US 5396387 A
The air bearing surface (ABS) of a head slider is formed with configured rails and leading edge tapers. In implementations of the invention, two side rails extend only partially from leading edge tapers to the slider trailing edge. The inner edges of each side rail are formed with at least two opposing angles so that at least two rail sections vary in width along the length of the rail. Each side rail is shaped with an oblique angle to reduce the rail width and a reverse angle to form the sections of differing widths. The leading edge side tapers may be angled for control of pitch stiffness of the slider. In one embodiment of the invention, a third center rail extends from a center taper to the slider trailing edge where the transducer is located. In another embodiment, a short center pad is provided at the trailing edge. In an alternative design, only two side rails are used without a center rail or pad. The ABS geometries disclosed herein include angled rail sections that provide controlled pitch and constant flying height during transducing operation in a disk drive.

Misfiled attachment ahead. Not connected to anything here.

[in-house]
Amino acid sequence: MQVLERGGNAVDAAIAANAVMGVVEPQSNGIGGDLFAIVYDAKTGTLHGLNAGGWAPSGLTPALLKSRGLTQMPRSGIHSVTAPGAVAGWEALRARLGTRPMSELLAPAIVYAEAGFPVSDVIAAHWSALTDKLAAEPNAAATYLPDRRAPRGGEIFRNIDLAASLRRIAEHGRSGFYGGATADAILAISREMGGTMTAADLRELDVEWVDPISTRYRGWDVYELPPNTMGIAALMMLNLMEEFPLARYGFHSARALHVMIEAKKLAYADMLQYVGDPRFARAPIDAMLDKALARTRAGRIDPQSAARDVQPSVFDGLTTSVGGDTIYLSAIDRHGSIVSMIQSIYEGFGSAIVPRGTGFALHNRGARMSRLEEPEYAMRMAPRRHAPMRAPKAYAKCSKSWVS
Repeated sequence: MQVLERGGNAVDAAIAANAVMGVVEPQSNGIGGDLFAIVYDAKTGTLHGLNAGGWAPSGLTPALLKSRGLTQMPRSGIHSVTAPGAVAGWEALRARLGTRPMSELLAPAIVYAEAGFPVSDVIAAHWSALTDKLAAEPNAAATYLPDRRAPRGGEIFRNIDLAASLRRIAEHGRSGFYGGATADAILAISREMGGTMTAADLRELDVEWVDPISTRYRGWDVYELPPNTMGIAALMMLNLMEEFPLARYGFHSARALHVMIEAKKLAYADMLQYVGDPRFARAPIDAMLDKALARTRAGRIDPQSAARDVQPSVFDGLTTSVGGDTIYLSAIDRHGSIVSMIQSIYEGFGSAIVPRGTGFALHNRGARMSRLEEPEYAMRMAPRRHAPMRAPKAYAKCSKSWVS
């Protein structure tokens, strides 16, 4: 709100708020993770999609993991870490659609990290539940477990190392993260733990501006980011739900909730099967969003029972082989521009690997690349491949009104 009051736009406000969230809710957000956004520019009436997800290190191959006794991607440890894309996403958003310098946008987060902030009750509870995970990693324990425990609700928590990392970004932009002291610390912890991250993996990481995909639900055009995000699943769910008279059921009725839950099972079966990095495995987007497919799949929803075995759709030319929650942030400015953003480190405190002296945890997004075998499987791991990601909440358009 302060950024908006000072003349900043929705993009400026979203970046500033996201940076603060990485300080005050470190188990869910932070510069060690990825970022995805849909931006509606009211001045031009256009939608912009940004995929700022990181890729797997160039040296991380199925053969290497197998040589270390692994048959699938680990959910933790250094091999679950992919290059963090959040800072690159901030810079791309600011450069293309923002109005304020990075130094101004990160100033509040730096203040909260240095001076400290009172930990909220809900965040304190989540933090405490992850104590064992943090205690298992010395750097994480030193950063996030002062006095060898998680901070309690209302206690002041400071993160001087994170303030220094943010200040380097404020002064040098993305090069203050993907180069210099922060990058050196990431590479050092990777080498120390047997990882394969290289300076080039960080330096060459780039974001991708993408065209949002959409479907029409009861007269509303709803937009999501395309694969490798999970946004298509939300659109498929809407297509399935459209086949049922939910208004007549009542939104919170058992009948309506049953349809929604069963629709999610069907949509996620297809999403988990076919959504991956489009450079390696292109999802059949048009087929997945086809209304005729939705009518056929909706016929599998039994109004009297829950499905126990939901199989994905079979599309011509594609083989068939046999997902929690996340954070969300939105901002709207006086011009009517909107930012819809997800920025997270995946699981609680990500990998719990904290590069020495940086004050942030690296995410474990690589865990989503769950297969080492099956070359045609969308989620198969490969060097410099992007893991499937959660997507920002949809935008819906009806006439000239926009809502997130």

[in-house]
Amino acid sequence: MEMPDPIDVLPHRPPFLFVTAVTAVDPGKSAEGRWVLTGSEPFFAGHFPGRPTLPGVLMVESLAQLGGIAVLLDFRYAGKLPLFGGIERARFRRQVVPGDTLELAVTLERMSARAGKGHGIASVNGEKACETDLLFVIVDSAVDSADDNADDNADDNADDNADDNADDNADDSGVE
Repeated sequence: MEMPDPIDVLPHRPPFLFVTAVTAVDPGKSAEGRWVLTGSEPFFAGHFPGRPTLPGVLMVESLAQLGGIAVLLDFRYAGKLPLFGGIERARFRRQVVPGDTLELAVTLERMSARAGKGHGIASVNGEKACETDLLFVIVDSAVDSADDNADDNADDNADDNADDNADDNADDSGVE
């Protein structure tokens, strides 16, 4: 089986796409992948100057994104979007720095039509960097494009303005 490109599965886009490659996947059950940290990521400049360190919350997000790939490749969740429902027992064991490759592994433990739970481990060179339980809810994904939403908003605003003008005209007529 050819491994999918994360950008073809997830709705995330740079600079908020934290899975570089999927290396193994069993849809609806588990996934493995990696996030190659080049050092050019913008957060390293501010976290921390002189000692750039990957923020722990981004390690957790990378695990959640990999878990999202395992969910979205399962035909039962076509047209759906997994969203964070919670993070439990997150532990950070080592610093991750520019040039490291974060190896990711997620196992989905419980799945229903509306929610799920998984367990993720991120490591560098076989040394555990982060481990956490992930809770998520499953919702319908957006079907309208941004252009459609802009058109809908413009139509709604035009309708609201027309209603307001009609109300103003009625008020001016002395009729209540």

1. A magnetic head slider having an air bearing surface with a leading edge and a trailing edge and having a central longitudinal axis extending from said leading edge to said trailing edge and first and second sides substantially parallel to said axis and perpendicular to said edges comprising:
first and second tapers disposed at said leading edge adjacent to said first and second sides respectively;
first and second rails extending from said tapers partially to said trailing edge;
a third taper disposed at said leading edge and centered substantially along said central axis;
a third rail extending from said third taper to said trailing edge;
each of said first and second rails having at least two portions which vary in width,
said third taper formed with a rectangular portion extending from said leading edge and a flared portion following said rectangular portion, said flared portion widening at an angle;
said third rail formed with a first flared portion following said third taper, said first flared portion defining an angle the same as said angle of said flared portion of said third taper, said third rail having a substantially rectangular portion following said first flared portion of said third rail and having a second flared portion following said rectangular portion of said third rail towards said trailing edge.
2. A magnetic head slider as in claim 1, wherein said third taper is narrower than said first and second tapers.